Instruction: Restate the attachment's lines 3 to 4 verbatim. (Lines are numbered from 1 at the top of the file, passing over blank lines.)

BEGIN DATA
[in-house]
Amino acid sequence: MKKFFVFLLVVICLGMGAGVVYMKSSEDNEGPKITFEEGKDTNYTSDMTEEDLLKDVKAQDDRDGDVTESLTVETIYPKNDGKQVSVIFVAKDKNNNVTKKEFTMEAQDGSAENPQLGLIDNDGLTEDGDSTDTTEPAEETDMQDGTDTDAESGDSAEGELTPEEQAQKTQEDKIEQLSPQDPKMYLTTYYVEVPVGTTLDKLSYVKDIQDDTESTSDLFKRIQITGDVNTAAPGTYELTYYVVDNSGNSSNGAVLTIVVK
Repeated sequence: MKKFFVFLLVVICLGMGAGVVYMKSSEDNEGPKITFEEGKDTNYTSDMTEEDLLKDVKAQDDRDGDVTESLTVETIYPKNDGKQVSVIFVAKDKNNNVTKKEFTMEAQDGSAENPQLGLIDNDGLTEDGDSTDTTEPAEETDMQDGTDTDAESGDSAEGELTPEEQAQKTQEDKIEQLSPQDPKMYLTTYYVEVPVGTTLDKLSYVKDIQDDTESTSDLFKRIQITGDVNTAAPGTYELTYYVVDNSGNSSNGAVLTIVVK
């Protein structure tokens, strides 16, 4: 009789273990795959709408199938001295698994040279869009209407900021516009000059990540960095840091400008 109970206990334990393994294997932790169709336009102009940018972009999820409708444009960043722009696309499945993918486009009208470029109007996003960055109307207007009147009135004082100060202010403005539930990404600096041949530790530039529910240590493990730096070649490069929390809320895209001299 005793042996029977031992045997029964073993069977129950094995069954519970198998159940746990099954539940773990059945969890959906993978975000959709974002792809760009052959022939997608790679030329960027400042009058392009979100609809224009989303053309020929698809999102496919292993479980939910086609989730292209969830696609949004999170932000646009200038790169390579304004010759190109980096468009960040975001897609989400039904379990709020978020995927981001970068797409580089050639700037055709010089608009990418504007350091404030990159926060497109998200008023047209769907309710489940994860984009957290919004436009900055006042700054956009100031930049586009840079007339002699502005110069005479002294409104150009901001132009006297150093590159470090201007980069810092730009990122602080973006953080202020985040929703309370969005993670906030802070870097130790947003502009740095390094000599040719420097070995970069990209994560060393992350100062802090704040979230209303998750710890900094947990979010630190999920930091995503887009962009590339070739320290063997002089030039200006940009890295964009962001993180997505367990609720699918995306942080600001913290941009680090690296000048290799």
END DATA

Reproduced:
Repeated sequence: MKKFFVFLLVVICLGMGAGVVYMKSSEDNEGPKITFEEGKDTNYTSDMTEEDLLKDVKAQDDRDGDVTESLTVETIYPKNDGKQVSVIFVAKDKNNNVTKKEFTMEAQDGSAENPQLGLIDNDGLTEDGDSTDTTEPAEETDMQDGTDTDAESGDSAEGELTPEEQAQKTQEDKIEQLSPQDPKMYLTTYYVEVPVGTTLDKLSYVKDIQDDTESTSDLFKRIQITGDVNTAAPGTYELTYYVVDNSGNSSNGAVLTIVVK
């Protein structure tokens, strides 16, 4: 009789273990795959709408199938001295698994040279869009209407900021516009000059990540960095840091400008 109970206990334990393994294997932790169709336009102009940018972009999820409708444009960043722009696309499945993918486009009208470029109007996003960055109307207007009147009135004082100060202010403005539930990404600096041949530790530039529910240590493990730096070649490069929390809320895209001299 005793042996029977031992045997029964073993069977129950094995069954519970198998159940746990099954539940773990059945969890959906993978975000959709974002792809760009052959022939997608790679030329960027400042009058392009979100609809224009989303053309020929698809999102496919292993479980939910086609989730292209969830696609949004999170932000646009200038790169390579304004010759190109980096468009960040975001897609989400039904379990709020978020995927981001970068797409580089050639700037055709010089608009990418504007350091404030990159926060497109998200008023047209769907309710489940994860984009957290919004436009900055006042700054956009100031930049586009840079007339002699502005110069005479002294409104150009901001132009006297150093590159470090201007980069810092730009990122602080973006953080202020985040929703309370969005993670906030802070870097130790947003502009740095390094000599040719420097070995970069990209994560060393992350100062802090704040979230209303998750710890900094947990979010630190999920930091995503887009962009590339070739320290063997002089030039200006940009890295964009962001993180997505367990609720699918995306942080600001913290941009680090690296000048290799």